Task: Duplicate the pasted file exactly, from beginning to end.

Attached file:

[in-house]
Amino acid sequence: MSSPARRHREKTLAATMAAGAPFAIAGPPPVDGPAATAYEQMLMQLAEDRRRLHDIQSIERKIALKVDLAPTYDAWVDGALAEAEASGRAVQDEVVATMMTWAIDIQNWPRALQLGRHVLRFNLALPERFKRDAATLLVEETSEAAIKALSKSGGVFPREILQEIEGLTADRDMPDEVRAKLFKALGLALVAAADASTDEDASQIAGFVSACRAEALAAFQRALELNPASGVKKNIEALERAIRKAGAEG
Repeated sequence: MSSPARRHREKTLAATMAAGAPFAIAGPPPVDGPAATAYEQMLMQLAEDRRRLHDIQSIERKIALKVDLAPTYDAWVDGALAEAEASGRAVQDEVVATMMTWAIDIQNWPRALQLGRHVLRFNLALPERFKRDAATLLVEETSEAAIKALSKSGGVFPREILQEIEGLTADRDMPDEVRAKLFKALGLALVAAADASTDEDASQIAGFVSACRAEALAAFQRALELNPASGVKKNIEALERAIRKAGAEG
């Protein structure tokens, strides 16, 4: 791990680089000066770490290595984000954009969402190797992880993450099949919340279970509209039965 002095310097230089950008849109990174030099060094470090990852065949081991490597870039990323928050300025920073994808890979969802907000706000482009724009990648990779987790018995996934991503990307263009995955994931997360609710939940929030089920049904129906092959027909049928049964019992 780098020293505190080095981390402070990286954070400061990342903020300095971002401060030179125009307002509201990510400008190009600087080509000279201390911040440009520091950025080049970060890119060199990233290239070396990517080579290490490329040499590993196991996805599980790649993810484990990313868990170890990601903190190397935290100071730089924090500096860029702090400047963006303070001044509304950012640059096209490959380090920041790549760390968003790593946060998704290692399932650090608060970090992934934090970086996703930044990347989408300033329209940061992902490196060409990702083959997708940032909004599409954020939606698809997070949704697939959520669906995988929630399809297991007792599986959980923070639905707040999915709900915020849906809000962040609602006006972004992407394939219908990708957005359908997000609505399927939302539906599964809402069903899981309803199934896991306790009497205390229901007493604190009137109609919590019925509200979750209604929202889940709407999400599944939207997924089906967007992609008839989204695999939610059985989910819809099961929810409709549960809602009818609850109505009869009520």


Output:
[in-house]
Amino acid sequence: MSSPARRHREKTLAATMAAGAPFAIAGPPPVDGPAATAYEQMLMQLAEDRRRLHDIQSIERKIALKVDLAPTYDAWVDGALAEAEASGRAVQDEVVATMMTWAIDIQNWPRALQLGRHVLRFNLALPERFKRDAATLLVEETSEAAIKALSKSGGVFPREILQEIEGLTADRDMPDEVRAKLFKALGLALVAAADASTDEDASQIAGFVSACRAEALAAFQRALELNPASGVKKNIEALERAIRKAGAEG
Repeated sequence: MSSPARRHREKTLAATMAAGAPFAIAGPPPVDGPAATAYEQMLMQLAEDRRRLHDIQSIERKIALKVDLAPTYDAWVDGALAEAEASGRAVQDEVVATMMTWAIDIQNWPRALQLGRHVLRFNLALPERFKRDAATLLVEETSEAAIKALSKSGGVFPREILQEIEGLTADRDMPDEVRAKLFKALGLALVAAADASTDEDASQIAGFVSACRAEALAAFQRALELNPASGVKKNIEALERAIRKAGAEG
């Protein structure tokens, strides 16, 4: 791990680089000066770490290595984000954009969402190797992880993450099949919340279970509209039965 002095310097230089950008849109990174030099060094470090990852065949081991490597870039990323928050300025920073994808890979969802907000706000482009724009990648990779987790018995996934991503990307263009995955994931997360609710939940929030089920049904129906092959027909049928049964019992 780098020293505190080095981390402070990286954070400061990342903020300095971002401060030179125009307002509201990510400008190009600087080509000279201390911040440009520091950025080049970060890119060199990233290239070396990517080579290490490329040499590993196991996805599980790649993810484990990313868990170890990601903190190397935290100071730089924090500096860029702090400047963006303070001044509304950012640059096209490959380090920041790549760390968003790593946060998704290692399932650090608060970090992934934090970086996703930044990347989408300033329209940061992902490196060409990702083959997708940032909004599409954020939606698809997070949704697939959520669906995988929630399809297991007792599986959980923070639905707040999915709900915020849906809000962040609602006006972004992407394939219908990708957005359908997000609505399927939302539906599964809402069903899981309803199934896991306790009497205390229901007493604190009137109609919590019925509200979750209604929202889940709407999400599944939207997924089906967007992609008839989204695999939610059985989910819809099961929810409709549960809602009818609850109505009869009520």